Residents of western New York go from shoveling snow to loading sandbags as a historic blizzard that killed at least 39 people in the metropolis of Buffalo gives way to a major meltdown predicted to soar in temperatures. increase.
A record 51 inches of snow over Christmas weekend paralyzed New York City’s second-largest city, according to the National Weather Service, and flooding as mercury is expected to soar to 50 degrees on Friday. face the fear of
Warm-ups have already begun, with Buffalo hitting a relatively mild 40 degrees Thursday morning.
As snow piles up around Buffalo and Erie County, New York Governor Kathy Hochul has made available additional resources from the state’s stockpile, including 775,000 sandbags and 312 generators, to help communities. can handle rapidly changing weather.
“New York State continues to prepare for potentially dangerous flooding as this historic winter storm rages on,” Hochul said in a statement Wednesday. “Our state agency officials and local emergency responders have been coordinating throughout the storm. I will continue as long as I can.”
A weekend blizzard brought Buffalo’s total seasonal snowfall to over 100 inches. It’s the biggest the city has gotten so far this early in the season, already exceeding the average annual snowfall of 89 inches.
The blizzard came after a giant lake-affected storm in November threw 77 inches of snow into the area, creating a state of emergency in Erie County.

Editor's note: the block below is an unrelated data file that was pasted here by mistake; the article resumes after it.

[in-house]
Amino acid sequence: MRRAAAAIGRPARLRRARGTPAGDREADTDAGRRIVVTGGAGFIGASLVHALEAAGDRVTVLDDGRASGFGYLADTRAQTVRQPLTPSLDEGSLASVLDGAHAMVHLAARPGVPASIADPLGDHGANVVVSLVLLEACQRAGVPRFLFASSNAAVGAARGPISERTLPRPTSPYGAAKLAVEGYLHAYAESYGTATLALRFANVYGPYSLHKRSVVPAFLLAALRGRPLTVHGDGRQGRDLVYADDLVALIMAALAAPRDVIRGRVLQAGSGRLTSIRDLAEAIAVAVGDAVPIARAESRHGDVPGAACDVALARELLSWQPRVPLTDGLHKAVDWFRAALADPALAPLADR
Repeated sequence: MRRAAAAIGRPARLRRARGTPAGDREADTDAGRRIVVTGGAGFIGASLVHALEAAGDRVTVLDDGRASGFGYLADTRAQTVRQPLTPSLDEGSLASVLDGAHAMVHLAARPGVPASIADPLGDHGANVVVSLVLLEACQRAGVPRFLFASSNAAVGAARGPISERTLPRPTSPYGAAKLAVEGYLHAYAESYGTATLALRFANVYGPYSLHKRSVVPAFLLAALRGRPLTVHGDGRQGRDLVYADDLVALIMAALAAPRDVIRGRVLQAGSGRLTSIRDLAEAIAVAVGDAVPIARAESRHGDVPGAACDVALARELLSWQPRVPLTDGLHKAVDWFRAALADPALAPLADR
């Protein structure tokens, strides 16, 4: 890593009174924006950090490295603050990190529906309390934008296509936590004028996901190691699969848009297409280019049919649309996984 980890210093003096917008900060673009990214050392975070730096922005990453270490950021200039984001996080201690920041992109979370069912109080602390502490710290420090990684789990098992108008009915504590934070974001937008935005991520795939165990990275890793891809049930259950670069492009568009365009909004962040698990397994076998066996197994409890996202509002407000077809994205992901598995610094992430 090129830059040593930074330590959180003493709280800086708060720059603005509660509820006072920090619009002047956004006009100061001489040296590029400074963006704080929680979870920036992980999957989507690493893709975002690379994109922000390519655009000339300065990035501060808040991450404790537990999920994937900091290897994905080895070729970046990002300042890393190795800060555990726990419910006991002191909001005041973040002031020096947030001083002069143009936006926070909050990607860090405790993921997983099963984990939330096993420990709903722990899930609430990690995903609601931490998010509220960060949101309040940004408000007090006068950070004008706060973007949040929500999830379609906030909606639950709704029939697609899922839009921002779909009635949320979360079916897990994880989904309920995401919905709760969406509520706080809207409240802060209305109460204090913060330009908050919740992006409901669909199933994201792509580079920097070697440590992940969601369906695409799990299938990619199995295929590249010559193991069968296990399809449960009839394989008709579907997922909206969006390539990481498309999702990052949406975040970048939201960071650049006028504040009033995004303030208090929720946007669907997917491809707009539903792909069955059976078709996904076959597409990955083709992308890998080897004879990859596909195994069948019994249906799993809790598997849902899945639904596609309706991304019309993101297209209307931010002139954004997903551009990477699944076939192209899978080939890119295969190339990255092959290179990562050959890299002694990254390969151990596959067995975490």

Hochul called the Christmas weekend storm “the blizzard of the century”, the worst in the region since the 1977 blizzard. President Joe Biden approved the federal emergency declaration in New York on Monday night.
Erie County Administrator Mark Polonkers said Thursday that 37 of the 40 deaths in New York state were in Erie County, which includes the city of Buffalo. He reported one storm-related death in neighboring Niagara County, officials said.
Polonkers said 31 of the deaths in Erie County occurred in Buffalo. He said seven of the deaths occurred in the Buffalo suburb of Cheektowaga.
Storm-related deaths confirmed by the Erie County Coroner’s Office included three people who had heart attacks while shoveling or shoveling snow. Polonkaatz said 17 people died from being exposed to the elements outdoors, three died from delays in her EMS, and nine died from having no heating in their homes.
A driving ban, which had been imposed in Buffalo during the snowstorm, was lifted just after midnight on Thursday as snowplows worked to clear the city’s streets.